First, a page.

ANDREW LESLIE PHILLIPS
Errol John (Jack) Emanuel was a district commissioner in East New Britain when he was murdered on 19 August 1971. He was posthumously awarded the George Cross for gallantry displayed between 1969 and 1971. At the time of Emanuel’s death, Andrew Phillips was news director at Radio Rabaul.
NEW YORK - I was posted to Rabaul following Keith Jackson’s transfer to Bougainville. The unrest Keith has described continued, and it culminated in the stabbing murder of Jack Emanuel who’d been sent on special assignment to negotiate with the Mataungun Association.
It was mid-morning and I was in my office at the radio station when local reporter Dick Pearson, who represented the South Pacific Post newspaper, rushed into my office to announce the occupation of a plantation and invited me drive out to see what was going on.
Kabira Bay Plantation was about 80 km from Rabaul and we drove along the coastal road lined with coconut trees with the limpid, azure Bismarck Sea lapping on the black sand beaches, a picture postcard that belied the danger that lay ahead.
Dick had a shortwave radio tuned to the police frequency. We could hear the crackled instructions from the frontline of the battle at Kabira Bay. At one point I heard panicked voices saying the District commissioner had died.
The district commissioner was leading the colonial administration in the Rabaul District and in Pidgin English ‘dai’ can mean different things: sleep, stop as in ‘dispela kar i dai’ [the car has broken down], but ‘dai pinis’ is to be dead.
‘DC i dai’ I heard on the radio. I turned to Dick to confirm the message, not knowing if the DC was dead or just unconscious.
Ahead of us, spewing a thick cloud of dust, a truck packed with riot police in full battle gear - shields, helmets, rifles and batons at the ready - sped toward Kabira. We followed as they turned off the main road and took a jungle track deeper into the jungle plantation.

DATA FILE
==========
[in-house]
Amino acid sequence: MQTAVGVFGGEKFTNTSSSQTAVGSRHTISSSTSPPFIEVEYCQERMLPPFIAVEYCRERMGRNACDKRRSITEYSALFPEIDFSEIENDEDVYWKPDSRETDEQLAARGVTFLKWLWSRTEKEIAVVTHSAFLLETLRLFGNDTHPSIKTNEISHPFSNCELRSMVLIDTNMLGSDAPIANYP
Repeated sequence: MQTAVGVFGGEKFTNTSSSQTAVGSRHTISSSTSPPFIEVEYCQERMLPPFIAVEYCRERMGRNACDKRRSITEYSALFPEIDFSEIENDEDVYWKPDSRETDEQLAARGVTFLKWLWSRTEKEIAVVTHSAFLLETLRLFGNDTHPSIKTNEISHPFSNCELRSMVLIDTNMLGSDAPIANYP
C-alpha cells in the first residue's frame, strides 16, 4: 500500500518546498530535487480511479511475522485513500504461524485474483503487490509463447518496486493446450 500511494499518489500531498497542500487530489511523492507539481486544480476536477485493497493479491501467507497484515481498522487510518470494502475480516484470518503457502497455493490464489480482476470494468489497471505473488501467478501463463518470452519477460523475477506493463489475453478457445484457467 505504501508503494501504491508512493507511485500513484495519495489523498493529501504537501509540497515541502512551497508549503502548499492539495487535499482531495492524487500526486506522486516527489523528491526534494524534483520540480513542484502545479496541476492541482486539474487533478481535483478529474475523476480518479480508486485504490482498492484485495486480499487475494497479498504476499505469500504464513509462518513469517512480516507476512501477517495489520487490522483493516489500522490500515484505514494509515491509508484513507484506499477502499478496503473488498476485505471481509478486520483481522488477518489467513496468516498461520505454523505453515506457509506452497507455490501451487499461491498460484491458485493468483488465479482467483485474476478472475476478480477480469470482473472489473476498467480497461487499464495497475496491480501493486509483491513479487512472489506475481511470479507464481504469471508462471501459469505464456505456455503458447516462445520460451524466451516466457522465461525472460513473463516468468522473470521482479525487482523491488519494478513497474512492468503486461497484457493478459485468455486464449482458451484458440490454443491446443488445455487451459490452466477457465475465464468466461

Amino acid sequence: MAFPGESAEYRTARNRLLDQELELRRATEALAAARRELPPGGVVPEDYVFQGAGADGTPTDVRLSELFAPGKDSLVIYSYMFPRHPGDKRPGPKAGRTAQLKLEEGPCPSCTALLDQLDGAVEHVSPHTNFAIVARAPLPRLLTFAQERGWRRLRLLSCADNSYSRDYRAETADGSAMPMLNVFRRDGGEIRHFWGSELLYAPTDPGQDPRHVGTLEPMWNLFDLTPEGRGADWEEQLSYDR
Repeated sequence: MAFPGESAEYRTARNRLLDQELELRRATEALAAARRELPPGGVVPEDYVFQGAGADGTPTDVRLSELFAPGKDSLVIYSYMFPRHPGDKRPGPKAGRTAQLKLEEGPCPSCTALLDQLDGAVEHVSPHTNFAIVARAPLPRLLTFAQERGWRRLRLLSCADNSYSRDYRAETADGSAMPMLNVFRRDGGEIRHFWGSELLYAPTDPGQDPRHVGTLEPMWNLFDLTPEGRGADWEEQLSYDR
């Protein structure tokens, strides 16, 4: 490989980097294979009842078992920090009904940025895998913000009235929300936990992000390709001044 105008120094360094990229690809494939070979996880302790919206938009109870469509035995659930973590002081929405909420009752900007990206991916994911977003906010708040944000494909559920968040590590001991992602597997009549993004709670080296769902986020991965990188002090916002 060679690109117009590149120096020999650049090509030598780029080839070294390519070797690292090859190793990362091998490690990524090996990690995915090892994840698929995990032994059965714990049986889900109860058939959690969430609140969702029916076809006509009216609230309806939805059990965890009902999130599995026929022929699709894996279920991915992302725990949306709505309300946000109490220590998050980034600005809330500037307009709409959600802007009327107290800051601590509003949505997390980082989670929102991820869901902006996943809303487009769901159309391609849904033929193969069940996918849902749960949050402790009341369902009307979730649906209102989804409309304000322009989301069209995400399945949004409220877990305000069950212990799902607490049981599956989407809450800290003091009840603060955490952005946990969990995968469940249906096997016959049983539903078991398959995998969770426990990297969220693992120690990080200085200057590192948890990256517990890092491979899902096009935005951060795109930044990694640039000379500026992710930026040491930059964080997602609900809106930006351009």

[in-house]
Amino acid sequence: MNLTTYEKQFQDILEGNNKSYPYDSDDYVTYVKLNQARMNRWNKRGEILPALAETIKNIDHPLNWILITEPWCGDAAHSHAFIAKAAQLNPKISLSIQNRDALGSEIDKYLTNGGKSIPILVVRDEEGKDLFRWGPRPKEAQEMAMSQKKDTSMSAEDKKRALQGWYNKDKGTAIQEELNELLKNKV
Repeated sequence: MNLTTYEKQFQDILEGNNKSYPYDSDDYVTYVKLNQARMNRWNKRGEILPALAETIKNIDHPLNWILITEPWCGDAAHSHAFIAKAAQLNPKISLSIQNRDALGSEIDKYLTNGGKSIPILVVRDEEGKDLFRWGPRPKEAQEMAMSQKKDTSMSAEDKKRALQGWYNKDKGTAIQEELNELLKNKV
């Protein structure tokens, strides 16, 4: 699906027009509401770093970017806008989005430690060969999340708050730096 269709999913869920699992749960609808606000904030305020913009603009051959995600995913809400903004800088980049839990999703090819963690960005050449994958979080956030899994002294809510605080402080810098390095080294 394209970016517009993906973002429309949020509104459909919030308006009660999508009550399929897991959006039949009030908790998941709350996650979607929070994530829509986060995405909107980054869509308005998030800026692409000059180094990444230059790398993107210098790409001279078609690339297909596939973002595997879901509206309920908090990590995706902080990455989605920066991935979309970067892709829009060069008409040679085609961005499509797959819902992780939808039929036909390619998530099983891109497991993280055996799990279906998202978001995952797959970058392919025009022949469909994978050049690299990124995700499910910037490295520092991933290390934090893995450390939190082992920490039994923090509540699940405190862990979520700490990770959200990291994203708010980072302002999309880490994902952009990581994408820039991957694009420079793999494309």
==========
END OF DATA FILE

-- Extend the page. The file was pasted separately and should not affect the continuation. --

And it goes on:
When the vehicle stopped and the police disembarked, we stopped behind them and accompanied them on the run as they proceeded deeper into rows of coconut trees.
Now we could hear commotion and the crack of rocks from sling shots propelling stones that ricocheted off the coconut trees like shrapnel. We bent low and ran covering our heads, following the police to the scene of what was now a battle.
Police were everywhere holding their shields for protections from the rocks from invisible attackers hidden in the heavy brush. But we could hear their shouts and whoops.
Now, ahead of us about 30 metres, we saw a group of police protecting a prostrate body that lay bleeding, face up on the ground. The police formed a kind of roof with their shields and I realised it was district commissioner Jack Emanuel.
Dick and I looked at each other and knew we had to get the hell out of there as quickly as possible to break the story. There was no police spokesman – the police were heavily engaged and we headed back to Rabaul. ‘Jack Emanuel, DC bilong yumi I dai pinis’.
Earlier that day a group of 10 village leaders wearing traditional face and hair decoration had confronted Emanuel and the police. One of them appeared angry and excitable and approached Emanuel. They spoke briefly and Emanuel took the man by the arm and the two moved away from the main police party. Emanuel was taken into the bush and out of sight. The police waited.
Twenty minutes later, Emanuel had not returned. A small party of police constables set off down the bush path to look for him. They found his body lying on the ground. He had been stabbed to death. The stone-throwing started. Police attempted to disperse the villagers using tear gas. This was when Dick and I arrived at the scene.
Emanuel’s body was found on the track, blood on his clothes and the undergrowth. His glasses were located nearby. Two pieces of a broken rusty Japanese wartime bayonet were found close to his body. Emanuel had been stabbed and walked several paces back down the track before collapsing to the ground.